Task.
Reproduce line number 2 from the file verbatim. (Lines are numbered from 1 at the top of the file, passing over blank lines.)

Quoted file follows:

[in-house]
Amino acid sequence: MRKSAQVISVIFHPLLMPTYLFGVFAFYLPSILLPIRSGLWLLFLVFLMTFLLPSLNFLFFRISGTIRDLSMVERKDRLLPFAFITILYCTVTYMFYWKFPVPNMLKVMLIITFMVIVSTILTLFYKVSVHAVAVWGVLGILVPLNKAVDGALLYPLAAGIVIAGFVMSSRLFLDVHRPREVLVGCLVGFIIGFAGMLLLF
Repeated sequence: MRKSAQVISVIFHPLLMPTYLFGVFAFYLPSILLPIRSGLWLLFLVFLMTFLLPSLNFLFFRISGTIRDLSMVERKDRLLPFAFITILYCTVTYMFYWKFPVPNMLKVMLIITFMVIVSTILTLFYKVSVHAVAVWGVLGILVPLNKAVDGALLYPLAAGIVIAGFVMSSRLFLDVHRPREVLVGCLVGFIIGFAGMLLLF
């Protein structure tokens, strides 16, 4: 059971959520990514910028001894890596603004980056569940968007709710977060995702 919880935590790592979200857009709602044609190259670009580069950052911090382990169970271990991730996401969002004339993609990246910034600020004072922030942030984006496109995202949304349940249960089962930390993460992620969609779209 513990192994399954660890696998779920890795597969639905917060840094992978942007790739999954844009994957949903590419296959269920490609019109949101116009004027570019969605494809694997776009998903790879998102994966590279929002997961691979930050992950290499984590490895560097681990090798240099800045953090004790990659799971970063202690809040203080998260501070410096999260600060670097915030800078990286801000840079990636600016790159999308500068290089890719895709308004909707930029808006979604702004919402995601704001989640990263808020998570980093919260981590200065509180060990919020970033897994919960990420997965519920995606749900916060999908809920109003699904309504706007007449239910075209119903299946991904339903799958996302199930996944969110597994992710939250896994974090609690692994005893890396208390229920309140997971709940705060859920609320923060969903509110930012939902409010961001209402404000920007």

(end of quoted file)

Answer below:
Amino acid sequence: MRKSAQVISVIFHPLLMPTYLFGVFAFYLPSILLPIRSGLWLLFLVFLMTFLLPSLNFLFFRISGTIRDLSMVERKDRLLPFAFITILYCTVTYMFYWKFPVPNMLKVMLIITFMVIVSTILTLFYKVSVHAVAVWGVLGILVPLNKAVDGALLYPLAAGIVIAGFVMSSRLFLDVHRPREVLVGCLVGFIIGFAGMLLLF